New York has amended the Public Service Law (PSL), and submeterers soon will need to comply with four additional requirements, three of which take effect on January 1, 2024.

Electricity usage in multi-unit residential buildings (e.g., rental apartment, condominium, cooperative) can be metered in three ways: mastermetering, direct metering, and submtering. When a building chooses to submeter electricity, electricity is received through a utility-owned mastermeter, but electricity use in each unit is measured by building-owned submeters. Following the New York State Public Service Commission’s (PSC) required approval, the building owner then bills submetered electric charges to residents based on their actual consumption.

We recommend our submetering clients, other multi-unit residential building owners who submeter electricity, and submetering reading and billing companies conduct a prompt review of the PSL updates summarized below to assess whether any practices or documents need to be updated to ensure submeterers are in compliance with these new amendments to the PSL.

  1. PSL § 40 (1) – This amendment changes the rules governing voluntary third-party billing notifications. Specifically, submeterers must permit residential customers to voluntarily designate a third party to receive notice of: (1) total amounts due, (2) amounts past due, (3) amounts of any payments paid by or on behalf of the residential customer, and (4) copies of all notices relating to service termination or collection of amounts due. The designated third party must indicate in writing a willingness to receive these notices. Further, the residential customer may opt to continue to receive such notices in addition to the designated third party.
    Takes effect: June 19, 2024
    Previous version of the provision: Under the prior version of this provision, residential customers could voluntarily designate third parties to receive copies of only notices relating to termination of service or collection of amounts due.
    Action required: To comply with this new, broader version of the law, submeterer’s HEFPA disclosures likely need to be updated and filed with the PSC. We can assist submeterers with this process.
  2. PSL § 44 (7) – This new subdivision requires submeterers to provide, as part of every billing issuance, the prior two years of: (1) the monthly usage of the customer, (2) the monthly unit charges for usage, and (3) the monthly billing charge amount to the customer. This information must be provided in both graph and written form. If a tenant does not have two years of historic data at that address, submeterers must utilize data of the prior customer at the same address, if available.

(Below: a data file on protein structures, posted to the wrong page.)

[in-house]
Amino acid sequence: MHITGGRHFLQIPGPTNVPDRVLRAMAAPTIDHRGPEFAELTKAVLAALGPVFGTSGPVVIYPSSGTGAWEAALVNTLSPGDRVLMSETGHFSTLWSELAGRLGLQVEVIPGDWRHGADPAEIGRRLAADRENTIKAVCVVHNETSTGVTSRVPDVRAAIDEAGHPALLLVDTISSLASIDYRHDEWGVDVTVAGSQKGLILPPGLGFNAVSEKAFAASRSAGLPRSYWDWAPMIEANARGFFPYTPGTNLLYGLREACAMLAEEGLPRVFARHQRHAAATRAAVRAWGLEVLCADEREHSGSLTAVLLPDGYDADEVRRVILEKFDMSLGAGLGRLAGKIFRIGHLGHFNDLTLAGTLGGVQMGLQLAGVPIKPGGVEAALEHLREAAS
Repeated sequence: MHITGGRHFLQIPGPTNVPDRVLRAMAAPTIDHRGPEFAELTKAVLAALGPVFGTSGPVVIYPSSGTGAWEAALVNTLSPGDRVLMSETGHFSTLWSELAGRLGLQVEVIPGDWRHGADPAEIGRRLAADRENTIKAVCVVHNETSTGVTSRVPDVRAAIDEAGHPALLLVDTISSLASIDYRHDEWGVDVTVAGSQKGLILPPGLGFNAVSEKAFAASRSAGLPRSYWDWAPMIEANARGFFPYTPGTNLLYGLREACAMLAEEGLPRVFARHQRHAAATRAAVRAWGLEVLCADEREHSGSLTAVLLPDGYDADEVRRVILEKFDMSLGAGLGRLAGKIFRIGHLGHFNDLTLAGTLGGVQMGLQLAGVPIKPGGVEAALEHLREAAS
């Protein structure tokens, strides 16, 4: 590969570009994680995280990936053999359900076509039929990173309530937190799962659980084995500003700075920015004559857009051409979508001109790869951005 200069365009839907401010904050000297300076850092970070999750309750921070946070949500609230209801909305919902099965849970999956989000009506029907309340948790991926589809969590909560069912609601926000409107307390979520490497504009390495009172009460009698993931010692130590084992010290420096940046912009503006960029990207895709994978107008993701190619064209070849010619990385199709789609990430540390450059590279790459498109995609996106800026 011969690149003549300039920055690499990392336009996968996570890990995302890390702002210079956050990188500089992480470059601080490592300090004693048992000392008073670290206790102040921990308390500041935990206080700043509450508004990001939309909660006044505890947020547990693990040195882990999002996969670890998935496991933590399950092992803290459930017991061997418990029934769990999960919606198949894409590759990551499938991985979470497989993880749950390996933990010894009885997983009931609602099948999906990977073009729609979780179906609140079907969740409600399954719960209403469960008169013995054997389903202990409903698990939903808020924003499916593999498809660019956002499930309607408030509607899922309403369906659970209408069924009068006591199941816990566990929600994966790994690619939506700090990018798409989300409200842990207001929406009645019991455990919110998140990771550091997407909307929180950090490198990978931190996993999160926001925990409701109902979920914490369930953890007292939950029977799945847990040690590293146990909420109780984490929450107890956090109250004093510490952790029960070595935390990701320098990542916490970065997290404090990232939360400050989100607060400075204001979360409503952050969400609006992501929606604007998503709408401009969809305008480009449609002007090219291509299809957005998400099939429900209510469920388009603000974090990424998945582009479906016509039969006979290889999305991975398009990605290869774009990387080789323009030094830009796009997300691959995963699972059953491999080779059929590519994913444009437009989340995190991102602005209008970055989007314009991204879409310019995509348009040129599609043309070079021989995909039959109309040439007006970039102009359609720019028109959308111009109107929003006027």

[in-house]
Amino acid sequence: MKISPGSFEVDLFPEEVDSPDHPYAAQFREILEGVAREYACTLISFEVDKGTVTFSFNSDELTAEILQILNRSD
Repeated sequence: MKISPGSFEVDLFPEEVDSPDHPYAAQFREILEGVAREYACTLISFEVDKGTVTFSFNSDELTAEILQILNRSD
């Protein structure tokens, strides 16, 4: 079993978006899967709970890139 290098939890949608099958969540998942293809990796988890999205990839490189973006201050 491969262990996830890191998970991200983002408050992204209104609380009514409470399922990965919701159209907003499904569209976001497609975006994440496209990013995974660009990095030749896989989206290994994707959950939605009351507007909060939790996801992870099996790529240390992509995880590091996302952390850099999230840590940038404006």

Takes effect: Jan. 1, 2024
    Action required: Submetered invoices will likely need to be updated to comply with this requirement. Note that Governor Hochul’s approval memorandum attached to this provision also suggests the New York State Legislature (State Legislature) will further amend PSL § 44 (7) when it is back in session after the New Year to reduce the required historic showing from 2 years to only 13 months.
  3. PSL § 41 (1) – Under this amendment, submeterers are prohibited from charging residential customers for electric service rendered more than two months prior to the mailing of the customer’s first bill.
    Takes effect: Jan. 1, 2024
    Previous version of this provision: Under the prior version of this provision, submeterers were permitted to charge residential customers for electric service rendered up to six months prior to the mailing of the first bill.
    Action required: It is important to note this restriction going forward. Governor Hochul’s approval memorandum suggests the State Legislature will further amend this (as well as § 41-a, outlined immediately below) when it is back in session after the New Year, changing the two-month requirement to three months.
  4. PSC § 41-a – This new provision mirrors the above amendment except that it applies the two-month limitation to nonresidential customers as well.
    Takes effect: Jan. 1, 2024

If you need assistance with complying with these new amendments or other energy-related matters, please contact our New York Energy Industry Team. Attorneys John T. McManus and Aubrey Ohanian can be reached at and, or reach out through the Harris Beach attorney with whom you most frequently work.

This alert does not purport to be a substitute for advice of counsel on specific matters

Harris Beach has offices throughout New York state, including Albany, Buffalo, Ithaca, Long Island, New York City, Rochester, Saratoga Springs, Syracuse and White Plains, as well as Washington D.C., New Haven, Connecticut and Newark, New Jersey.